This topic is one that’s been on my mind to write about for quite some time. As some of my readers may know, I had stage 3 cancer at age 16 and again at age 17. It was a rare type called germ cell ovarian cancer, occurring in young women. I’ve been in remission (thank the Lord!) for about 10 years.
I won’t touch on the details of my personal story now, but perhaps at a later time. For now, I’d like to just give family and friends a few practical ways to come along side and support the cancer fighter in their lives. Cancer can be a sensitive subject to approach and often I feel people can be at a loss for words in how to let a cancer patient know that they care and want to support him or her.
My memory of my treatment days is not as clear 10 years out, but I do remember specific ways I felt supported in my fight with cancer. Here’s a few ideas of how you can practically support the cancer fighter in your life:
- Continue to speak with your loved one as if they are the same person. His/her current state of health may have changed, but they’re still the same person. Often cancer patients may feel like “a walking illness” for everyone to see and inquire about, so it is so refreshing to be treated as your ordinary self, despite feeling so different. I had a friend tell me once after I lost my hair, “I don’t see Anna with cancer when I look at you, I just see Anna.” It was such a simple statement, but I will never forget it. It was one of the most encouraging things 16 year old me needed to hear. 2. Talk about things other than diagnosis, outlook, or treatment plan. Chances are, your loved one has talked about nothing else since being diagnosed-with concerned friends and family, and with their oncology team every. single. day. all. day. It can be very wearisome and discouraging to talk about such a scary, life altering event over and over and over again. Talk about what you did over the weekend, talk about a good movie you saw recently, etc. I remember being asked about how I was doing all the time and I just wanted to hear about somebody else’s life for a change or to be reminded that there was life outside of the hospital walls or my high school hallways.
3. Offer to help them out in a variety of ways…..For example:
-Make them and/or their family a meal or pick up take out and drop if off for them. It’s a welcome relief when worn out patients and their family members don’t have to worry about cooking, especially after all the travel back and forth from the clinic and hospital. Not to mention that not everyone is so keen on a regular diet of hospital food. 😉
–Surprise the patient/the family by mowing their lawn while they are away during the summer months.
-If the cancer patient is feeling nauseas or having food aversions, ask if there are some things that sound settling or appetizing that you can pick up at the store for them.
-Put together a care package containing items that encourage rest, relaxation, and renewal. A pair of comfy socks, a nice lotion, favorite snacks, a “feel-good” or comedy movie, a favorite magazine, some tea, etc. Anything that would make extended hospital stays or long clinic days a little brighter would be grand as well. 🙂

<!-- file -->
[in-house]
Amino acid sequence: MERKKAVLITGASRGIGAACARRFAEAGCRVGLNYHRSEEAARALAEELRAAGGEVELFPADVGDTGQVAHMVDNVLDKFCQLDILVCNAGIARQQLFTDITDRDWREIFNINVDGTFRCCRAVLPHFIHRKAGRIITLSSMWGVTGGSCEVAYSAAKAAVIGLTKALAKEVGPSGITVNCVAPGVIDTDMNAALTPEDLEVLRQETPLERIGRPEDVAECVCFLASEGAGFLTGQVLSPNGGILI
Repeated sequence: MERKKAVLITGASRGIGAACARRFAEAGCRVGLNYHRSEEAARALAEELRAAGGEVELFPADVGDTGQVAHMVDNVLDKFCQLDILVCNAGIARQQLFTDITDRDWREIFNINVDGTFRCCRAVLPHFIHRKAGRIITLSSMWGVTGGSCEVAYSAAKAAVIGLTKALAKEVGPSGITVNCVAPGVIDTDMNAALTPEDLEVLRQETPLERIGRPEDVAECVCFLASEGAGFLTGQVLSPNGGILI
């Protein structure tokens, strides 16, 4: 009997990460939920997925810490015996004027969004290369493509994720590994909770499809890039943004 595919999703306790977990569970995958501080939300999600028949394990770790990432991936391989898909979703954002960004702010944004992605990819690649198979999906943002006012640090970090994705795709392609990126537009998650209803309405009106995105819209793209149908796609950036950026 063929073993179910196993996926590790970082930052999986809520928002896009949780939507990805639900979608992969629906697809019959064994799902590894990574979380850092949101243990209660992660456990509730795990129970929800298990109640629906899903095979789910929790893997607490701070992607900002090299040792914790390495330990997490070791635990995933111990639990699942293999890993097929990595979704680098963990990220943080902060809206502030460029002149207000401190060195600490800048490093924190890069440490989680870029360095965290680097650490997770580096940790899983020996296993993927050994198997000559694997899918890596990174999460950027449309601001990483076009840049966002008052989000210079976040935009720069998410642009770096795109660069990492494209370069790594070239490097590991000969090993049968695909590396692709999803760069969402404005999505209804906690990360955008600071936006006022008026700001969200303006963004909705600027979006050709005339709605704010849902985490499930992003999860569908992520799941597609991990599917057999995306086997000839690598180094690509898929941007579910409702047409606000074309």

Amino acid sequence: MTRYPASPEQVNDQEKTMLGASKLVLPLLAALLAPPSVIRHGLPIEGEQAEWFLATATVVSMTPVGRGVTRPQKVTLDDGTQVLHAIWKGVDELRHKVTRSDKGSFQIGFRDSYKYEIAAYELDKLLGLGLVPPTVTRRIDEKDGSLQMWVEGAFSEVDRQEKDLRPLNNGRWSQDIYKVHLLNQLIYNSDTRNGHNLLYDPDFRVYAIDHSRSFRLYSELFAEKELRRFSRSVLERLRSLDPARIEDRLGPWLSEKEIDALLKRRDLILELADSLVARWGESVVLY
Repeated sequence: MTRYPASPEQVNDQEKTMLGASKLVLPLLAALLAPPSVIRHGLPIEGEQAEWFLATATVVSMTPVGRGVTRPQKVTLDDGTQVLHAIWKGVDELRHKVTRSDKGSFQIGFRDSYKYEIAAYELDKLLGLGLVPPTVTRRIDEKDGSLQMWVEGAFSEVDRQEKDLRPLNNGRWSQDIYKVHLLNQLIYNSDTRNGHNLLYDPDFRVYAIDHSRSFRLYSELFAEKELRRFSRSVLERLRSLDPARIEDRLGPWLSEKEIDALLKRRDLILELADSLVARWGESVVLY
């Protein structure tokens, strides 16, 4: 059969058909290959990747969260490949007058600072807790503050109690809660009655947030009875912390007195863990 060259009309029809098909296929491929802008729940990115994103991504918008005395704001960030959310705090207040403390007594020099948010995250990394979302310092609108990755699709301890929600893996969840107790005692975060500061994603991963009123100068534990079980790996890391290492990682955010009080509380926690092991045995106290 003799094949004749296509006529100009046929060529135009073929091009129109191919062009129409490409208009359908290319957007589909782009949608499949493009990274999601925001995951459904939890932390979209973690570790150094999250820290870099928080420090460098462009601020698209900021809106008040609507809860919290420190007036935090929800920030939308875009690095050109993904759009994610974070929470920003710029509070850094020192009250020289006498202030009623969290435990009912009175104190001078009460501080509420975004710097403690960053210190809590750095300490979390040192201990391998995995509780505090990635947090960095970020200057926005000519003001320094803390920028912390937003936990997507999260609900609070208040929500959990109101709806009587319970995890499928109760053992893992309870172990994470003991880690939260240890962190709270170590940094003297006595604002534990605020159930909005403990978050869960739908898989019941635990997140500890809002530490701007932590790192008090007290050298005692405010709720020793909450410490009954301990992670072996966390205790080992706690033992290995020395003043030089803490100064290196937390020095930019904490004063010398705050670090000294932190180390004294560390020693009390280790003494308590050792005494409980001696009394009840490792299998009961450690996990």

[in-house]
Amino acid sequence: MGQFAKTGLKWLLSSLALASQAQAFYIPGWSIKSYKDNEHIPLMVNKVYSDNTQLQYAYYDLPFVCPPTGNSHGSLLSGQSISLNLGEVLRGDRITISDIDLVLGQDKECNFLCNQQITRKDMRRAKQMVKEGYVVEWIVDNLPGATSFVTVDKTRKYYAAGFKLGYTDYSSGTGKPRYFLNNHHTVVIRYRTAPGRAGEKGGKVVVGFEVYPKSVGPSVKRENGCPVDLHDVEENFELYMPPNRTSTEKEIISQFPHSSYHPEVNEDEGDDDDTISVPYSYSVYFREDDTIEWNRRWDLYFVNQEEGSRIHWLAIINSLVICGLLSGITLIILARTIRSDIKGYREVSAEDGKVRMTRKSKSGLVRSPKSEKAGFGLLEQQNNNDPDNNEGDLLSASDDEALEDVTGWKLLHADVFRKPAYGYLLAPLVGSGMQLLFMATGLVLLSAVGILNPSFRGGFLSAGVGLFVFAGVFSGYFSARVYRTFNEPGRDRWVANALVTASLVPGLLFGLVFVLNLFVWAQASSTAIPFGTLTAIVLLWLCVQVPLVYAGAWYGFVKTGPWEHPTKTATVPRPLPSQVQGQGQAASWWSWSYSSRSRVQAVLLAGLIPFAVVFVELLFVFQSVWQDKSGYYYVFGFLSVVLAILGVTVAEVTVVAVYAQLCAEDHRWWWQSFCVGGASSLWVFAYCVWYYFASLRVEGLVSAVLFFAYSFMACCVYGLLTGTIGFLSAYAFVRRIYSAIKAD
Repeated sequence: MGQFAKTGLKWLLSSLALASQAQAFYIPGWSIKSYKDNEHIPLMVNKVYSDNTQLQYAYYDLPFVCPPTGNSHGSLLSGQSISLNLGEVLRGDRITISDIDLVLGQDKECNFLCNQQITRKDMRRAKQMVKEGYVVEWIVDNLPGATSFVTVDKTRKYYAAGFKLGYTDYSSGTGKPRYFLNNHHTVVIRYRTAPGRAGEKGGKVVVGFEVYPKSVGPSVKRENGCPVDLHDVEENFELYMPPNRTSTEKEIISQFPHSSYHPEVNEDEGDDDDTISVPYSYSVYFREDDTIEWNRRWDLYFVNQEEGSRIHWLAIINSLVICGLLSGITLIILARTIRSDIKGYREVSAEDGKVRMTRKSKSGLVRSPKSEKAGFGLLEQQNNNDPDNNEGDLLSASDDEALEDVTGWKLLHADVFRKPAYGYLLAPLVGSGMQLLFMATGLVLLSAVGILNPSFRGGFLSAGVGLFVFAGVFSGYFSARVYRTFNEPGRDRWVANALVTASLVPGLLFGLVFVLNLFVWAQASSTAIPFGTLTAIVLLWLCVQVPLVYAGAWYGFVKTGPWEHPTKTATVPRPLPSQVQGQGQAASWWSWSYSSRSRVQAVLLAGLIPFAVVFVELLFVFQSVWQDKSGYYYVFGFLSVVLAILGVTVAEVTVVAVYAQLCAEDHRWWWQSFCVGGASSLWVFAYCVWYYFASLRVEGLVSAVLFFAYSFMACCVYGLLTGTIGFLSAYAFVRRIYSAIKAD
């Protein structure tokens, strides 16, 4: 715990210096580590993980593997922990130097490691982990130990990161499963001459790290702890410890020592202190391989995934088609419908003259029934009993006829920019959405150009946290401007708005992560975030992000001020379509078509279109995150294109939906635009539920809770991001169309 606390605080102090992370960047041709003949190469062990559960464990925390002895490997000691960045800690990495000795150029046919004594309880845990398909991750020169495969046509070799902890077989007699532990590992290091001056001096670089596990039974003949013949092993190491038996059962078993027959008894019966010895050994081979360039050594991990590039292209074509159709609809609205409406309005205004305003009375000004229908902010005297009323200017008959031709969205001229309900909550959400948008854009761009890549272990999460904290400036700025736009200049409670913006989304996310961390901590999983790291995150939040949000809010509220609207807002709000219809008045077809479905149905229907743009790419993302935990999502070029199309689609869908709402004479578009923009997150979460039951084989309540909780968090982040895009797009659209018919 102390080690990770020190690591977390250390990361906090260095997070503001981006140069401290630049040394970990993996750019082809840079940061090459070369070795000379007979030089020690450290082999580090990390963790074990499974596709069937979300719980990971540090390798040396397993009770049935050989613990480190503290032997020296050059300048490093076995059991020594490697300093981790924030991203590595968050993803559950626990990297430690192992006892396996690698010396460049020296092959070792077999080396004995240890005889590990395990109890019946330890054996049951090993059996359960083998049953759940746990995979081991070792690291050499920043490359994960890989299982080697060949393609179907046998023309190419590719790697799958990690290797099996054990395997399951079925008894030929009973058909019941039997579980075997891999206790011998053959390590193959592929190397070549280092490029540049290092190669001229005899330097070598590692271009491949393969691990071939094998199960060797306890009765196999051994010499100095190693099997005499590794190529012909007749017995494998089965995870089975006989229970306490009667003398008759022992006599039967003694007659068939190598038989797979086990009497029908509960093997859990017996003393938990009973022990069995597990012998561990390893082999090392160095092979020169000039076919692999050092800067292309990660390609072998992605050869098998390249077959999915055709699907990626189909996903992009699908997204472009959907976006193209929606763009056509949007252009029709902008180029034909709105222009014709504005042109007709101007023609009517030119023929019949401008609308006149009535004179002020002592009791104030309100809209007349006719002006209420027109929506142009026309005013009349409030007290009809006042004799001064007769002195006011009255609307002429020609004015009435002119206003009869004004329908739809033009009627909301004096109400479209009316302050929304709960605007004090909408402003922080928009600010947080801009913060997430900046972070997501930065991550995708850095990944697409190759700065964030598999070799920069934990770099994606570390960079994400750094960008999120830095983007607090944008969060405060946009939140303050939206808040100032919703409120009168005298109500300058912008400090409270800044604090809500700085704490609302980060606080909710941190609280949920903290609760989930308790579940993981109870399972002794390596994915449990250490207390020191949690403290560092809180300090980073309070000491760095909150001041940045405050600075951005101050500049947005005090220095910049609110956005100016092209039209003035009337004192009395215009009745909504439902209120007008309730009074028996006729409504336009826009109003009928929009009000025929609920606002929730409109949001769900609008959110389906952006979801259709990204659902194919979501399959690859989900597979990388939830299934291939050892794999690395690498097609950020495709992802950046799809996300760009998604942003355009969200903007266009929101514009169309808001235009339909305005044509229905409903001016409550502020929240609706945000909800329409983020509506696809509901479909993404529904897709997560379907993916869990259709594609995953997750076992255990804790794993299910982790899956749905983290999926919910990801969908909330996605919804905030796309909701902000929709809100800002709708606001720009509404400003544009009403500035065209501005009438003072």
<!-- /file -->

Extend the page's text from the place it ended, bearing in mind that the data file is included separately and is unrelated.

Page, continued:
-If you notice your loved one’s hair is falling out after chemo, gently take them aside and let them know. Offer to help remove the hair that is shedding, from their clothing in private. (A close high school friend of mine did this for me in the girl’s bathroom. It made me feel so loved!)
-Offer to help him/her get caught up with things at home, such as laundry or cleaning. If the patient happens to be a student, offer to help with homework. I missed a lot of school my Junior year of high school. The same friend that removed my shedding hair from my clothing, came over one afternoon to help me with my geometry. I had another friend help me with homework questions during study hall. I may not have retained all of the information they told me, but it was so reassuring to know that all I needed to do was ask and they were willing to help me.
4. Continue asking your family member/friend to go out and do fun things. Ask him/her to go out to eat with you, to see a movie, to go shopping, to go for a walk. It can really help take their mind off of their illness. Your loved one may not always feel well enough to participate, but keep asking. It’s so good to know you’re not forgotten, even when you’re away for regular treatment. A friend asked me to go out for Chinese with her soon after I got out of the hospital after my first major surgery. It made me feel like a “normal” 16 year old girl again!
5. Offer to pray for them in person. Such an encouraging experience to know someone is seeking the Lord on your behalf.
6. Be a listening ear or a shoulder to cry on. Even if it’s hard…even if it’s uncomfortable. Speaking from personal experience, a cancer patient may feel like no one really understands what they’re going through or how they feel. Anxiety, fear, and/or depression can easily set in. Don’t be afraid to come alongside your friend during this season. They need your support now, perhaps more than ever before.
7. Send cards! Snail mail unfortunately is not as common as it used to be, but it brought so much joy to my heart when I received a handwritten card of encouragement while away at the hospital. Having cards to display on a hospital room window sill or walls can be a fun visual reminder that you are loved, cared for, and being thought of/prayed for.
8. Visit your loved one at home or in the hospital. It may be a good idea to check if he/she is feeling up for a visit first, but what better way to let someone know you care than checking in with them in person?! Getting visits in the hospital in particular did so much to brighten my spirits!